««[…] if you look into Plato you will see this magnificent definition of the mathematics beauty of the sphere where all points are equidistant. The surface is smooth and polished. Plato holds this up as one of the great examples of beauty and then goes through the cosmological idea of the earth and the religious interpretation. I am very susceptible to such ideas of beauty». (J. L. Byars)
Entering the spaces of Pirelli Hangar Bicocca we are immediately greeted by an imposing structure that instantly places us in a state of pleasant submission, to the point of showing us our smallness in relation to such a perfect and precious form. The Golden Tower (1990) is a column of approximately 21 meters, entirely covered in gold leaf, a color that has always accompanied the spiritual and philosophical research of James Lee Byars, who himself defined “the first entirely interrogative philosophy”, putting on stage his superlative desire to become and therefore to be something more. To be in front of a structure of this size places the viewer in a dimension of lightness that will stay with him throughout the rest of the exhibition. The same fluttering lightness distinguished the artist in his public appearances. Byars has shaped his character and therefore his career as a continuous performance, in space and time. He has been described on several occasions as a shaman or a magician, both for his clothes and his ways of acting. In fact, the artist disguised himself according to a highly refined and entirely personal aesthetic code, characterized by a strong visual and symbolic link with his works: a dress (gold, white, black, or pink depending on the occasion), a hat, gloves and sometimes a blindfold. The current exhibition is a perfect and meticulous portrait of him.
Byars works between unlikely relationships such as: the universal and the personal, the luxurious and the minimal, the earthly and the divine. The last pairing finds its synthesis in two of the works present in the exhibition. The first is The Figure of Question is in the Room (1986), through which the artist undertakes a mystical/aesthetic reflection on the representation and dematerialization of the human figure, which, throughout his work, finds various visual formalizations. In this case, it is translated into a marble column approximately two meters high and covered in gold leaf, placed in relation to the other work: a ring of the same dimensions and materials entitled The Door of Innocence (1986-89), a halo placed on the same level as the human figure: metaphor of an equivalence between man and the divine.
Spread across an expanse of shapes and colours, it is possible to notice a homogeneity in Byars’ practice, which takes the form of a continuous search for perfection, emphasized by a persistent obsessive use of the same colors – red, black, gold and white – depending on the symbolism that he wants to attribute to each work; as well as a strong interest in simple geometric shapes and precious materials such as marble, lapis, bronze, gold, sandstone. A silk sheet, with a volume similar to that of a cloud, gives a sense of lightness that contrasts with the heaviness and strength of the antique hardwood table on which it is placed. The tusk of a narwhal (a cetacean of the Monodontidae family) is resting on the cloth. What the spectacular tusk is for remains a mystery, since females of the same species live very well without it; we can therefore consider it a sign of male strength, like the manes of lions or the tails of peacocks. In the case of Byars, this toughness translates into aesthetics.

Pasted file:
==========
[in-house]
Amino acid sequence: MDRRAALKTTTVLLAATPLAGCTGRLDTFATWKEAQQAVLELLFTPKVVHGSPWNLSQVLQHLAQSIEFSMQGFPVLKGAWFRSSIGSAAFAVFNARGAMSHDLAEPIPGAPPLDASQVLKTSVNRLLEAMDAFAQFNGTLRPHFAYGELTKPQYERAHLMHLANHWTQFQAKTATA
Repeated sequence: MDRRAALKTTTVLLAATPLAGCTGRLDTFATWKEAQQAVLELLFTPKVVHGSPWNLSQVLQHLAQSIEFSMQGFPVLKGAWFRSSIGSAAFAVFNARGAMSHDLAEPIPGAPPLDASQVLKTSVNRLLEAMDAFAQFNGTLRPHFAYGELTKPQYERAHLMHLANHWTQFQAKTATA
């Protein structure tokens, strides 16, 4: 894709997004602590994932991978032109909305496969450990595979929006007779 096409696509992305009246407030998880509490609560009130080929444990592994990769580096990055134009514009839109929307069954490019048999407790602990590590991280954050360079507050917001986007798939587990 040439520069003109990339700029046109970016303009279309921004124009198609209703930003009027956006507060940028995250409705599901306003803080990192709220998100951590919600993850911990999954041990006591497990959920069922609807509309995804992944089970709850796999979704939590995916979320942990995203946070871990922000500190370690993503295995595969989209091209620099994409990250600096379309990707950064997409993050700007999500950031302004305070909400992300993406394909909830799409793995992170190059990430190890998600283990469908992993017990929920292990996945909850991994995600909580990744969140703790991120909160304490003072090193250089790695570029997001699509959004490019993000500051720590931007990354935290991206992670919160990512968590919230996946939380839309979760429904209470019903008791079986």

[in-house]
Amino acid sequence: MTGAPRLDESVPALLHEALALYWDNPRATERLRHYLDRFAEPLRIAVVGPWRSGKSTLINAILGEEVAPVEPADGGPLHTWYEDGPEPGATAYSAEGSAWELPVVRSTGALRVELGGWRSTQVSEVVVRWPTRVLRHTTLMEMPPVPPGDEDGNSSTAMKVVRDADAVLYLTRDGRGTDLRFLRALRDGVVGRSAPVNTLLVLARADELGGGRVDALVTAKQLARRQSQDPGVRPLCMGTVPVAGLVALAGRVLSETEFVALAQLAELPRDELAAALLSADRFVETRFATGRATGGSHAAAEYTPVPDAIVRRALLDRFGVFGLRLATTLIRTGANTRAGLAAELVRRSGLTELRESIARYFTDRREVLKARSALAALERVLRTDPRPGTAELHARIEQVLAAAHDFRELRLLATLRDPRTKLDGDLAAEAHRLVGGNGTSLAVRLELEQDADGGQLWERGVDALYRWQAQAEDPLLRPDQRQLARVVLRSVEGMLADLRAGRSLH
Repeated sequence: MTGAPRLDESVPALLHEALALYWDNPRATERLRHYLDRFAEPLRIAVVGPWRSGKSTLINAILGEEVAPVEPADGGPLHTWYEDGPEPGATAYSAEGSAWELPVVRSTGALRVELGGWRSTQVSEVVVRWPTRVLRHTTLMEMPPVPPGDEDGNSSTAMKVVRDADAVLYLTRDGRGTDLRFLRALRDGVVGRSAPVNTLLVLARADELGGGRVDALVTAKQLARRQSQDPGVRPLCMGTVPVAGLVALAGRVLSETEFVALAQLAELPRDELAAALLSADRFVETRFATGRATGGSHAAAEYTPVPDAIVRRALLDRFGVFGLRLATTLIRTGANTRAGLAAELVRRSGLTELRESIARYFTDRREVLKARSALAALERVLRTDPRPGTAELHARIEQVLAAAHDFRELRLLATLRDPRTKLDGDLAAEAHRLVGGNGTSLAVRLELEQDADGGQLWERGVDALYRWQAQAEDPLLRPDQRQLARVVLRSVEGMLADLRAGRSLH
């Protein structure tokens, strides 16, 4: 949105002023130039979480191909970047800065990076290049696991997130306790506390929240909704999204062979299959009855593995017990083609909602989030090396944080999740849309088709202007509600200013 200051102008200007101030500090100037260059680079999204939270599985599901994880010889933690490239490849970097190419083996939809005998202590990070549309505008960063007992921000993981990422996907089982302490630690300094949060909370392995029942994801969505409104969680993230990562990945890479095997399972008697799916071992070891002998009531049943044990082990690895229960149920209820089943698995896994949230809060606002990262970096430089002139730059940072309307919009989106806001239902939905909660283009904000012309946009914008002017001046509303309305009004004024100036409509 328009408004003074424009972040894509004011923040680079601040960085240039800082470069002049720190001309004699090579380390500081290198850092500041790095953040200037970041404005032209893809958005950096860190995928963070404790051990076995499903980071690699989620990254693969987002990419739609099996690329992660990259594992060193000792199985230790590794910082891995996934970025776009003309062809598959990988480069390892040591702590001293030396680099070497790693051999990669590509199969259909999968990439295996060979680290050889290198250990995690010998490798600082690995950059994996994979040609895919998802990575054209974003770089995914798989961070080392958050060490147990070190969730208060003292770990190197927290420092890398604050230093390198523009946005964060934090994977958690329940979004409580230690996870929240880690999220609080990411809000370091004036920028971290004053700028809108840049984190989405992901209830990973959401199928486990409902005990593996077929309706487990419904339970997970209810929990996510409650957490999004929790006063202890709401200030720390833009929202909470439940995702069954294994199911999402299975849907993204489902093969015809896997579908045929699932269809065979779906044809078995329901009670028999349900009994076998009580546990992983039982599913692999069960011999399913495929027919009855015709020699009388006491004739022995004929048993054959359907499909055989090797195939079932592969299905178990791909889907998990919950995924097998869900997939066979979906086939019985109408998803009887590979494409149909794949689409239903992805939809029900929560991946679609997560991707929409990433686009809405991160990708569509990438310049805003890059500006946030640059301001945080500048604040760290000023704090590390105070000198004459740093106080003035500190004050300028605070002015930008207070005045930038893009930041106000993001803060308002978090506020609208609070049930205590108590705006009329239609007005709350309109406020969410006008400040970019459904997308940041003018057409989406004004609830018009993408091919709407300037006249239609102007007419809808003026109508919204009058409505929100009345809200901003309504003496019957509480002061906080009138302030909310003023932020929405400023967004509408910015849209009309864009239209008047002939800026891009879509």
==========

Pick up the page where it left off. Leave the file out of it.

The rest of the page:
With The Unicorn Horn (1984) Byars seems to have become aware of working in favor of an assiduous and sometimes unjustified search for absolute, pure, divine beauty, as the title of the work also suggests: the Unicorn, a mythological figure that has always held within itself everything desirable, namely beauty, strength, nobility, wisdom. His interest in another stage is accentuated by precise terminology, in which terms such as angel, death, perfect, question, star, and moon recur continuously, also accompanied by a numbering that refers to religious symbolism: 1, 3, 7, 100, 1,000. James Lee Byars, deeply aware of the power of self-representation, challenged the art world through a poetic attitude animated by three separate but interconnected motifs, an investigation of artifice, perfection and death. Most of the works were developed as something transitory, ephemeral, just like what remains of the exhibition; everything and nothing, a sense of fascination given by the memory of a scenographic and evocative exhibition, characterized by an extremely personal and original poetics, almost for its own sake. Understanding his messages is not at all immediate and perhaps it is even better to remember in this way, with a veil of mystery, one of the most legendary artistic figures of the last century.
James Lee Byars
curated by Vicente Todolí
in collaboration with Pirelli HangarBicocca, Milano and Museo Nacional Centro de Arte Reina Sofia, Madrid
12/10/2023 – 18/02/2024
via Chiese 2, 20126 Milano
is a contemporary art magazine since 1980